San Francisco in San Francisco City and County, California — The American West (Pacific Coastal)
Whaling Out of San Francisco
The more whales that were killed the fewer that were left to kill. Kerosene replaced sperm whale oil, and later electricity superseded oil lamps. Women gave up boned corsets as fashions changed. The pursuit of whales by men in open boats from San Francisco became a thing of the past in 1910.
Stacks of baleen - bone from the whale's jaw - created a jungle as it drys at the Arctic Oil Works in the Potrero. In 1882, whalebone was worth $2.50 a pound, a the season's catch in San Francisco was 354,000 pounds, worth $885,000 dollars. The primary use for baleen was for stays in women's corsets. San Francisco became the largest whaling port in the world between
Thirteen Whalers Caught in the Arctic Sea Of these San Francisco Vessels six are believed to be safe, but Fear is felt Regarding Other Seven Ships. Out of the frozen north, where the seas of the short summer have now become bleak deserts of ice and the night lasts for months is closing in, there came yesterday a tale of thirteen whalers caught somewhere in the frigid wastes that stretch eastward and westward from Point Barrow, a tale of perilous exposure to scurvy and possible death of the five hundred men the whalers carried with them when they sailed away from San Francisco months ago. It is believed that six of these thirteen vessels are safe, since they took up the long trail to the Arctic, they were provisioned for two years. For the remaining vessels, which number seven, there are grave fears...Captain L.W. Williams, a whaling skipper who has hunted the leviathans in the Arctic for the past thirty years, takes a hopeful view, "There need be no fear that the men on the ships will starve. There are plenty of fish to be had in the Arctic. Reindeer are abundant on shore. The thing to fear is that some of the ships may have tried to buck their way out and are frozen westward of Point Barrow. In that case they would be in grave danger of being crushed in the heavy Arctic ice pack."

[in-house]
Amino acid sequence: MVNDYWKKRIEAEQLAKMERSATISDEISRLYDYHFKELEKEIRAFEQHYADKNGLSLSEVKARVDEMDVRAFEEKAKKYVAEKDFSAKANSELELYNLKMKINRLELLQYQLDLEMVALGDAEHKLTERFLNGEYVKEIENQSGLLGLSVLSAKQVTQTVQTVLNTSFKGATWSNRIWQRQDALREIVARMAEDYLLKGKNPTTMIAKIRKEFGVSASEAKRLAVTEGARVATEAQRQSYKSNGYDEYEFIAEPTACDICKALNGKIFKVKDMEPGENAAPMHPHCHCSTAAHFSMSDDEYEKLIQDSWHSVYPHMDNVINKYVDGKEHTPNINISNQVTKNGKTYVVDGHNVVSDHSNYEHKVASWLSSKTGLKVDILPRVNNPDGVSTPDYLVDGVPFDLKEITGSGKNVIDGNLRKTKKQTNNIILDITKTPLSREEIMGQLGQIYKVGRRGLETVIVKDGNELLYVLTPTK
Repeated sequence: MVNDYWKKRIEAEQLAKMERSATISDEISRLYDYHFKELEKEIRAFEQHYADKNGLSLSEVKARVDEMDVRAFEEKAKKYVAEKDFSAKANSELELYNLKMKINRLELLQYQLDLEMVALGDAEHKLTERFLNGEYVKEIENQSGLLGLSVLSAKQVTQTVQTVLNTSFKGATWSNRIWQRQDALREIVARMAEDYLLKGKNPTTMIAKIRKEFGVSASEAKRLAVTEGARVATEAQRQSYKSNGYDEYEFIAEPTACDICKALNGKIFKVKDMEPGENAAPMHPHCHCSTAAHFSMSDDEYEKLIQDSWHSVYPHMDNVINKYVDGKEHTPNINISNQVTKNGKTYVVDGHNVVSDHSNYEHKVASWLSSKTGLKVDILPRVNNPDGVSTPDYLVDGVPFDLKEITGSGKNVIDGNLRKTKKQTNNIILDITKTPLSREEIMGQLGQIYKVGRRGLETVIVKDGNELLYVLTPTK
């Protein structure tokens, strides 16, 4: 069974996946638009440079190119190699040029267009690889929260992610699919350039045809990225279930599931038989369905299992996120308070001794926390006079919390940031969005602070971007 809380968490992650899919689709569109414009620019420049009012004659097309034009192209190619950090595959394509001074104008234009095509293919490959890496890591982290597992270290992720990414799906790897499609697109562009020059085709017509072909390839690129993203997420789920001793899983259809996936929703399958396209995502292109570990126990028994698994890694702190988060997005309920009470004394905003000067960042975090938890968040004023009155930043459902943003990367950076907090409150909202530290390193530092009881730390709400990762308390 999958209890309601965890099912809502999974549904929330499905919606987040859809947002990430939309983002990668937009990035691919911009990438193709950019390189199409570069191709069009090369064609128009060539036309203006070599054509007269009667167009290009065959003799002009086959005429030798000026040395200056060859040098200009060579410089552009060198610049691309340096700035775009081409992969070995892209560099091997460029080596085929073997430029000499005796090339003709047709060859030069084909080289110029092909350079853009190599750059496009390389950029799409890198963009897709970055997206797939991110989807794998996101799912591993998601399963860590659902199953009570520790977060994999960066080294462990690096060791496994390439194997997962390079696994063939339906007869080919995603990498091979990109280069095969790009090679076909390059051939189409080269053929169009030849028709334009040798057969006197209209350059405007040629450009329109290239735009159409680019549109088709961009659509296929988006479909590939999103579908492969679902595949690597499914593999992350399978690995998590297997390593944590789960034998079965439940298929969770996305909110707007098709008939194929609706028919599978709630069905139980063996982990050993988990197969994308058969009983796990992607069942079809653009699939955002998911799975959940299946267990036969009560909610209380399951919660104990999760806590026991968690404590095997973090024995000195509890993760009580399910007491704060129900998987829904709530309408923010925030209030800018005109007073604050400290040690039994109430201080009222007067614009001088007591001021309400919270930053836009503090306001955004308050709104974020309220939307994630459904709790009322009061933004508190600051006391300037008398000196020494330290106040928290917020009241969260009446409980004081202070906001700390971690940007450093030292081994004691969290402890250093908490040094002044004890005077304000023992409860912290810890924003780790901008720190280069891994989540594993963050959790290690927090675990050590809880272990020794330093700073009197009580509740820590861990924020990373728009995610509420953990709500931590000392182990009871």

(right side of the pylon)
Florence, a 56 ton schooner, 1876 Flying Fish, a 75 ton schooner, 1876 Golden West, a 144 ton schooner, 1879 L.P. Simmons, an 89 ton schooner, 1876 Trinity, a 317 ton bark, 1876 Dawn, a 260 ton bark, 1877 N.J. Roscoe, an 89 ton bark, 1878 Coral, a 362 ton bark, 1878 Alaska, a 139 ton schooner, 1879 Francis Palmer, a 195 ton bark, 1879 Hidalgo, a 175 ton brigantine, 1879 Abram Barker, a 380 ton bark, 1881 Norman, a 317 ton bark, 1881 Rainbow, a 351 ton bark, 1881 Atlantic, a 297 ton bark, 1881 Belvedere, a 508 ton steam whaler,
(back of the pylon)
Reindeer, 352 ton bark, 1882 Young Phoenix, a 355 ton ship, 1882 Amethyst, a 356 ton bark, 1883 Baelena , a 524 steam whaler, 1883 Bounding Billow, a 240 ton bark, 1883 Clara Light , a 179 ton schooner. 1883 Cyane , a 296 ton schooner, 1883 Gazelle, a 273 ton bark, 1883 Mary & Helen II, a 508 ton steamer, 1883 Narwhal, a 524 ton steamer, 1883 Orca, a 628 ton streamer. 1883 Page , a 100 ton schooner. 1883 Stamboul , a 260 ton bark, 1883 Wanderer, a 303 ton bark,1883 Caleb Eaton, a 110 ton schooner, 1884 Cape Horn Pigeon, a 212 ton bark, 1884 E.F. Herriman, a 385 ton bark, 1884 Mars, a 256 ton bark, 1884 Napoleon, a 322 ton bark, 1884 Ocean, a 288 ton bark, 1884 Thrasher, a 512 ton steamer, 1884 Alliance, a 271 ton steamer, 1885 Andrew Hicks, a 271 ton steamer, 1885 Europa, a 323 ton bark, 1885 George & Susan, a 343 ton bark, 1885 Lydia, a 330 ton bark, 1885 Grampus, a 326 ton steamer, 1886 James A. Hamiton, a 77 ton schooner, 1886 San Jose, 32 ton schooner, 1886 Beluga, a 508 ton steamer. 1887 Charles W. Morgan, a 314 ton bark, 1887 Ino, a 98 ton schooner, 1887 Lancer, a 296 ton bark, 1887 William Bayless, a 325 ton bark, 1889 Jane Grey, a 113 ton schooner, 1889